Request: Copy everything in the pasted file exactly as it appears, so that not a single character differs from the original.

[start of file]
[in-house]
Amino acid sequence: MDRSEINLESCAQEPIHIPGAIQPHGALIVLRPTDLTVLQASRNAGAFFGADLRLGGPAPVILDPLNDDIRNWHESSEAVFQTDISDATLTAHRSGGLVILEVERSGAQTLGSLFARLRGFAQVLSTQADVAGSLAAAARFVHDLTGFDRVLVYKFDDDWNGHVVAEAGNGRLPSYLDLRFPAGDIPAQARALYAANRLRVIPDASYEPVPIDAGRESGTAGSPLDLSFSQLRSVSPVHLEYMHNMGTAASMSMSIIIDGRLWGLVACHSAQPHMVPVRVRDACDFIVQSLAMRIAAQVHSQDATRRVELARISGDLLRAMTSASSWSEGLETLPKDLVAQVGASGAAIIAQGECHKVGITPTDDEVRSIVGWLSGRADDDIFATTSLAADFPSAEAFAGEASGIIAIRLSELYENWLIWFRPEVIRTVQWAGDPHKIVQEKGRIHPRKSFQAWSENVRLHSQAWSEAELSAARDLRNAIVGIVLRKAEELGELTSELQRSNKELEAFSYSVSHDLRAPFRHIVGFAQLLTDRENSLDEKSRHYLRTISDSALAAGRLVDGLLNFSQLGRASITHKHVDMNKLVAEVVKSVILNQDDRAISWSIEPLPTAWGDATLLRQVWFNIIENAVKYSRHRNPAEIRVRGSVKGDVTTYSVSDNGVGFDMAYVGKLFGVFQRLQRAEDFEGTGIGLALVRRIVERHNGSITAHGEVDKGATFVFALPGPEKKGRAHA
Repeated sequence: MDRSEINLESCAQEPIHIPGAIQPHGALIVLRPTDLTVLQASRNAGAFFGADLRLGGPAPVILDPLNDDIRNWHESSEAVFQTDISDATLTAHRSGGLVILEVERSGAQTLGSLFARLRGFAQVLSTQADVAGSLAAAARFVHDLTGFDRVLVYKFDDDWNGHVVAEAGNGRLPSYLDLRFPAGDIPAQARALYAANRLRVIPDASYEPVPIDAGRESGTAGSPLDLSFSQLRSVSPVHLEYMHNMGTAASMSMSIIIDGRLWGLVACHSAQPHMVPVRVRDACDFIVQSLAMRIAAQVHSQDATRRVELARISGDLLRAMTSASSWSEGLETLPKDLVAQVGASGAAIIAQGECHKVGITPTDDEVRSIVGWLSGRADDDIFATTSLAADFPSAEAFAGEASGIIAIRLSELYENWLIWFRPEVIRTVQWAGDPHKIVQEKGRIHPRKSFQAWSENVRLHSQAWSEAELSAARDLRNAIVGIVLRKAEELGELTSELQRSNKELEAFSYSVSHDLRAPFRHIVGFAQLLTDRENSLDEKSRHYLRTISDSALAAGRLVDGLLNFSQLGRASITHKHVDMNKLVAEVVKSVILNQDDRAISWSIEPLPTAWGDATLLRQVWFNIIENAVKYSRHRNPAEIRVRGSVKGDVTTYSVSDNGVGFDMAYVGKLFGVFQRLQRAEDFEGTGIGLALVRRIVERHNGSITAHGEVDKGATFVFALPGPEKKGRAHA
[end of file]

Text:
[in-house]
Amino acid sequence: MDRSEINLESCAQEPIHIPGAIQPHGALIVLRPTDLTVLQASRNAGAFFGADLRLGGPAPVILDPLNDDIRNWHESSEAVFQTDISDATLTAHRSGGLVILEVERSGAQTLGSLFARLRGFAQVLSTQADVAGSLAAAARFVHDLTGFDRVLVYKFDDDWNGHVVAEAGNGRLPSYLDLRFPAGDIPAQARALYAANRLRVIPDASYEPVPIDAGRESGTAGSPLDLSFSQLRSVSPVHLEYMHNMGTAASMSMSIIIDGRLWGLVACHSAQPHMVPVRVRDACDFIVQSLAMRIAAQVHSQDATRRVELARISGDLLRAMTSASSWSEGLETLPKDLVAQVGASGAAIIAQGECHKVGITPTDDEVRSIVGWLSGRADDDIFATTSLAADFPSAEAFAGEASGIIAIRLSELYENWLIWFRPEVIRTVQWAGDPHKIVQEKGRIHPRKSFQAWSENVRLHSQAWSEAELSAARDLRNAIVGIVLRKAEELGELTSELQRSNKELEAFSYSVSHDLRAPFRHIVGFAQLLTDRENSLDEKSRHYLRTISDSALAAGRLVDGLLNFSQLGRASITHKHVDMNKLVAEVVKSVILNQDDRAISWSIEPLPTAWGDATLLRQVWFNIIENAVKYSRHRNPAEIRVRGSVKGDVTTYSVSDNGVGFDMAYVGKLFGVFQRLQRAEDFEGTGIGLALVRRIVERHNGSITAHGEVDKGATFVFALPGPEKKGRAHA
Repeated sequence: MDRSEINLESCAQEPIHIPGAIQPHGALIVLRPTDLTVLQASRNAGAFFGADLRLGGPAPVILDPLNDDIRNWHESSEAVFQTDISDATLTAHRSGGLVILEVERSGAQTLGSLFARLRGFAQVLSTQADVAGSLAAAARFVHDLTGFDRVLVYKFDDDWNGHVVAEAGNGRLPSYLDLRFPAGDIPAQARALYAANRLRVIPDASYEPVPIDAGRESGTAGSPLDLSFSQLRSVSPVHLEYMHNMGTAASMSMSIIIDGRLWGLVACHSAQPHMVPVRVRDACDFIVQSLAMRIAAQVHSQDATRRVELARISGDLLRAMTSASSWSEGLETLPKDLVAQVGASGAAIIAQGECHKVGITPTDDEVRSIVGWLSGRADDDIFATTSLAADFPSAEAFAGEASGIIAIRLSELYENWLIWFRPEVIRTVQWAGDPHKIVQEKGRIHPRKSFQAWSENVRLHSQAWSEAELSAARDLRNAIVGIVLRKAEELGELTSELQRSNKELEAFSYSVSHDLRAPFRHIVGFAQLLTDRENSLDEKSRHYLRTISDSALAAGRLVDGLLNFSQLGRASITHKHVDMNKLVAEVVKSVILNQDDRAISWSIEPLPTAWGDATLLRQVWFNIIENAVKYSRHRNPAEIRVRGSVKGDVTTYSVSDNGVGFDMAYVGKLFGVFQRLQRAEDFEGTGIGLALVRRIVERHNGSITAHGEVDKGATFVFALPGPEKKGRAHA